“Like the Christmas holiday in the U.S., Chinese New Year is all about family get-togethers. Unlike the Western holidays, the Chinese New Year lasts for many days to a month, even without the official government holidays. Family gatherings are a vital element of the Chinese New Year celebrations. Growing up in China, I didn’t have cousins because all of the children that belonged to the same grandparents were considered brothers and sisters. Looking back, I ranked No. 7 on my father’s side of the family and No. 8 on my mother’s side, while being the youngest in my own house.

“This ranking was very important. Lower rank meant I was freed from many of the heavy-duty chores, but was able to lead the pack with younger cousins who didn’t know any better. However, when the older brothers and sisters played complicated board games, the ranking and age backfired as I was too young to play the cool games with them.

“I loved seeing my cousins and listening in on the family information exchange. After all, there was a whole year’s worth of updates being exchanged. I didn’t understand all of them at the time, and could not really ask questions either as it was seen as impolite or inappropriate for children to speak when the adults were talking. As I grew up though, I recalled the stories and comments I overheard, and I started to understand many on my own. These family gatherings gave me many discoveries as part of my own growing up and starting my own family.


“Being the youngest in my house, I have always been on the receiving end of the good-luck money (called: Ya-Sui-Qian), which is given in a red envelope for good-luck measure. After the meal, red envelopes were presented to the children by the grandparents and parents, after the children paid their respects by kneeling down on a mat to kowtow. The more sincere and respectful a child was during this ritual, the more money she or he received.

“When resources were less plentiful, we received new clothes only right before the Chinese New Year. Parents splurged during this time to show off their kids, and kids were very careful not to get their new clothes dirty or damaged because it would be another year until the next batch of new ones. More importantly, it wasn’t lucky.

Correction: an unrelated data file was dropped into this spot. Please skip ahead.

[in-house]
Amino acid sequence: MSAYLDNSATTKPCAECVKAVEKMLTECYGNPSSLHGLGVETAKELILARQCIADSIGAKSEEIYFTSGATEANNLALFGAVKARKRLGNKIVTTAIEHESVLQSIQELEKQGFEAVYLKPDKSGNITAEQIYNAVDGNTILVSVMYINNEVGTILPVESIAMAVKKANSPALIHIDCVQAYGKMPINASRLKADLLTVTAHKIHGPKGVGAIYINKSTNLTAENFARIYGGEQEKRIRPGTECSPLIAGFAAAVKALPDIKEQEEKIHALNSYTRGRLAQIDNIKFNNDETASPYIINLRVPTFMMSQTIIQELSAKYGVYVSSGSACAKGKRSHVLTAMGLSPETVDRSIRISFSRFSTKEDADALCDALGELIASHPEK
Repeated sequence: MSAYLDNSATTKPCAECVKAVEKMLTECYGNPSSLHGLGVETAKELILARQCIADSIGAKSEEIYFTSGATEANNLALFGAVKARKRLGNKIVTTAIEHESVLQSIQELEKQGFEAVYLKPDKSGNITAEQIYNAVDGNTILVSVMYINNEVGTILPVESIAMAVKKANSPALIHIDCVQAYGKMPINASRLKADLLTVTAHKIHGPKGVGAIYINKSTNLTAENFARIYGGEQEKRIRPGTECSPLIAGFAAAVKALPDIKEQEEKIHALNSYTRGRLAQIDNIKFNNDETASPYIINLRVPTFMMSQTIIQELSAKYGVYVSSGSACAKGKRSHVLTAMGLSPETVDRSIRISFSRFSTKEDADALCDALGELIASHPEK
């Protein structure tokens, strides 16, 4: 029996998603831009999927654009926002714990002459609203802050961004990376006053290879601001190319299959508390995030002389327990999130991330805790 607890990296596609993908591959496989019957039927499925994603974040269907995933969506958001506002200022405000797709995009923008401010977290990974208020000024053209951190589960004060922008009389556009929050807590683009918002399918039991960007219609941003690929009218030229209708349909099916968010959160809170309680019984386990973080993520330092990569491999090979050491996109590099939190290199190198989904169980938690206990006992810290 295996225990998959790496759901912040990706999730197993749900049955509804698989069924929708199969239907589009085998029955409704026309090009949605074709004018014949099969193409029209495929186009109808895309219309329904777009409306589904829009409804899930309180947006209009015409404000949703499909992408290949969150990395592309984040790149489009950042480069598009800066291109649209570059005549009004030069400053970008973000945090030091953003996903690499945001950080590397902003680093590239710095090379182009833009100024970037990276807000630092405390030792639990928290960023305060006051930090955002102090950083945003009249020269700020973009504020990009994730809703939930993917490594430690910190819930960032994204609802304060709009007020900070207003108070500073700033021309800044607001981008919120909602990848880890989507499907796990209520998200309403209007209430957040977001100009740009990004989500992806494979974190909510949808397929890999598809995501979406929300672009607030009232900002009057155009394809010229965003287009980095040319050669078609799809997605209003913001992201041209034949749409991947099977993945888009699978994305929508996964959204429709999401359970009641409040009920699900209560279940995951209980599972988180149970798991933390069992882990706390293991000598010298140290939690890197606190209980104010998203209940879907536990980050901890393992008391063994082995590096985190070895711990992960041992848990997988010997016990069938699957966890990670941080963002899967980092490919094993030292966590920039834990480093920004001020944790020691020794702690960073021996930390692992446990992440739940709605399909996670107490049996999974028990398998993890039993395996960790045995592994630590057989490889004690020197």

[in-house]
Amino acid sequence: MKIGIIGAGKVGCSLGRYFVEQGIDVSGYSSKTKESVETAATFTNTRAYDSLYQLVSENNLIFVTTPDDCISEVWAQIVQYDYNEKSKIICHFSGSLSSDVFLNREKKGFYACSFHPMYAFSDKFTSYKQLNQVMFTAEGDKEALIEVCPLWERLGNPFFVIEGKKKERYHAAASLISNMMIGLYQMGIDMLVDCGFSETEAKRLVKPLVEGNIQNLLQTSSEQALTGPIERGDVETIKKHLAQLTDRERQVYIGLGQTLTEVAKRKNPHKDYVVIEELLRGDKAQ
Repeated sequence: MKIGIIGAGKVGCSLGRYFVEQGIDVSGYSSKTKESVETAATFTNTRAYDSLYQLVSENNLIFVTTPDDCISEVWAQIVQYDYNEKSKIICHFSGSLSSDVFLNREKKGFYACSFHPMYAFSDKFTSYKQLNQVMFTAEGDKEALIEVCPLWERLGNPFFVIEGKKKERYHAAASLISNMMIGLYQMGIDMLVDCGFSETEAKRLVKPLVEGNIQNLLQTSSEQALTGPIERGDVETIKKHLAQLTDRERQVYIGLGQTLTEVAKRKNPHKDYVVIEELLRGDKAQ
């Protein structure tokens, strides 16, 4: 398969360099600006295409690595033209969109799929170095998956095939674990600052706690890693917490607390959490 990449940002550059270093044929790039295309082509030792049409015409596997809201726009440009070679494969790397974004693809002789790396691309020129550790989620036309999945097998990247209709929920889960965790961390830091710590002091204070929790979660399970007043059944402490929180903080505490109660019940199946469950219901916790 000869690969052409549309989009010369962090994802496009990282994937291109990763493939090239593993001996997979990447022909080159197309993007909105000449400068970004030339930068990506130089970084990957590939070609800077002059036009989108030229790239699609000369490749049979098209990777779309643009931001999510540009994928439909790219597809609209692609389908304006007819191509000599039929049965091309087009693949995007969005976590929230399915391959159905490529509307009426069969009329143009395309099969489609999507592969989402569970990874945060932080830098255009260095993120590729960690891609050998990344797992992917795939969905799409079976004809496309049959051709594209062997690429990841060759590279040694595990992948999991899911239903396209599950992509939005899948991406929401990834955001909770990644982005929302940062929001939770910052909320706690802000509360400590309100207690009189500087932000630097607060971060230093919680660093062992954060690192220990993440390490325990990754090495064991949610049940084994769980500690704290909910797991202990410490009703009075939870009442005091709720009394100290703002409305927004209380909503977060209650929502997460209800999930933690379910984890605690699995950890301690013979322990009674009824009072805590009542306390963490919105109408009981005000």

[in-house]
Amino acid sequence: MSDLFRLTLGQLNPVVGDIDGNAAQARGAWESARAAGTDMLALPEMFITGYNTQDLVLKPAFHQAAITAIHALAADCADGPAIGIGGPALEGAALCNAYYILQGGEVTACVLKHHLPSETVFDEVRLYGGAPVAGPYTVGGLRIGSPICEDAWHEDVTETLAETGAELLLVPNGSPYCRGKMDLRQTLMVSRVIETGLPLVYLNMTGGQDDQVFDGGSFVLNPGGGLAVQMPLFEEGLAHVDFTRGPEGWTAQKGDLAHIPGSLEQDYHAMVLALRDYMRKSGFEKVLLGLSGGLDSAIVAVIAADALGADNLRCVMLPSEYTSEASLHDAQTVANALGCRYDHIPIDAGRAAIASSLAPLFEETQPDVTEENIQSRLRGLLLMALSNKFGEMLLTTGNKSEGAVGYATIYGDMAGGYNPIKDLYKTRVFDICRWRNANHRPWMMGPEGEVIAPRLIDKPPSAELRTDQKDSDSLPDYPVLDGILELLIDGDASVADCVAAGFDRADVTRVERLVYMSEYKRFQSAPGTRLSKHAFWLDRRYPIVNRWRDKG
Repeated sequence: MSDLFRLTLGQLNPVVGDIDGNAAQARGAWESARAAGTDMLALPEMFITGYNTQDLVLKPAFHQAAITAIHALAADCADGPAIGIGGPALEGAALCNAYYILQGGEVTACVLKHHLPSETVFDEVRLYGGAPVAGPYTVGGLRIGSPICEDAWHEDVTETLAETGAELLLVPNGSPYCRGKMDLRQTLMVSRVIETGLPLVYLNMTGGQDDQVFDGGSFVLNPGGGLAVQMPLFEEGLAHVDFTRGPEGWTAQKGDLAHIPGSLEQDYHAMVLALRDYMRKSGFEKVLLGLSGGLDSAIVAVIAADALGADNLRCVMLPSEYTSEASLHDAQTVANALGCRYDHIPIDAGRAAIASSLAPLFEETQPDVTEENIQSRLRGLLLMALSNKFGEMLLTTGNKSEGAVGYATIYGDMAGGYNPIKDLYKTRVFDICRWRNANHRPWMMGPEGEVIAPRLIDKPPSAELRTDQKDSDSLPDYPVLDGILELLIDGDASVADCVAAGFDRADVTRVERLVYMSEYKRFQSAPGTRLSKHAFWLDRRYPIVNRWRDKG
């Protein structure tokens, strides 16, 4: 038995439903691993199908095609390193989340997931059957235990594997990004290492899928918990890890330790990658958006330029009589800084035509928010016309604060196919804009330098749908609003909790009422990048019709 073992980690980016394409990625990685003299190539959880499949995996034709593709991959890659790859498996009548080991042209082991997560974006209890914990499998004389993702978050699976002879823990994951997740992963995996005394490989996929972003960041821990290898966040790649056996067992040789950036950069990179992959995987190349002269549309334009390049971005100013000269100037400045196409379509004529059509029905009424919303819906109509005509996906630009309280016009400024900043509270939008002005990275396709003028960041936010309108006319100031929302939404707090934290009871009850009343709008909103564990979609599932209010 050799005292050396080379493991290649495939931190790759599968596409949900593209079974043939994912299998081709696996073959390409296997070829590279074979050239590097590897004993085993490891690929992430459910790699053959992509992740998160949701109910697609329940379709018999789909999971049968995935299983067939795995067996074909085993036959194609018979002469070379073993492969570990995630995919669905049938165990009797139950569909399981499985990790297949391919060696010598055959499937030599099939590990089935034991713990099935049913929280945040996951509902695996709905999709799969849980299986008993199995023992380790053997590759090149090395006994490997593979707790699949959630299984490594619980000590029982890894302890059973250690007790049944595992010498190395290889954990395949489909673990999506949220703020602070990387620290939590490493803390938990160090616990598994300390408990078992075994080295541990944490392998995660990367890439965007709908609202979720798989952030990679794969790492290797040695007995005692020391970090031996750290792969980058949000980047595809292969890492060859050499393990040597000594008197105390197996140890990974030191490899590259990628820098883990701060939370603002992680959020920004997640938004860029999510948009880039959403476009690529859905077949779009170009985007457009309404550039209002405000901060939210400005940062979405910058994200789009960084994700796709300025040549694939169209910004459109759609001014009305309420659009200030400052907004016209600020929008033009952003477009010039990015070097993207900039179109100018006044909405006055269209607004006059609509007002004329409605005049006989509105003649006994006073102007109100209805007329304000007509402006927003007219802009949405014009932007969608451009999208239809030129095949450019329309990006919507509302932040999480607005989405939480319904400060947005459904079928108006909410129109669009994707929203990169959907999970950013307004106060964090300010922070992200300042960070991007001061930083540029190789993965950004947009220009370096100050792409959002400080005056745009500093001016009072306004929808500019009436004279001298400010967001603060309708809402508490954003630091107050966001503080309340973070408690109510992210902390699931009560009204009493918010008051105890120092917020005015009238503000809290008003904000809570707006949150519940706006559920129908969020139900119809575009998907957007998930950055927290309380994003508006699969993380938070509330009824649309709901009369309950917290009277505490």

“Fireworks are also an essential part of the Chinese New Year celebration. They are thought to blast away the old and unlucky things, and welcome the new and lucky fortunes with a very loud grandeur. After New Year ’s Eve dinner, there would be a couple of adults who got dragged out into the cold by the youngsters to light fireworks.

“The louder and bigger the fireworks were, the more luck they brought to the new year. The loudest fireworks were lit as we counted down the clock to the new year. The last half-minute before midnight was almost deafening. Unfortunately, the major cities have now banned fireworks due to safety. But I had the fortune to experience it, and this will be a part of my memories forever.

“While the youngsters were out with the fireworks, the rest of the family would sit down for a long session of tea drinking and exchange family stories. I used to think they were boring, but I now appreciate the tea tradition, and more importantly, the family stories being exchanged. The old people stayed up on Chinese New Year’s Eve to show that they cherish the time. The young people stayed up for good health and the long life of their parents. Staying up all night on New Year’s Eve was also for luck. I really admired my older brothers and sisters who stayed up with the adults, as I could never stay up much longer after the midnight fireworks.”

Bibi Kaminski is a customer business manager for Hormel Foods Sales in Bellevue, Washington.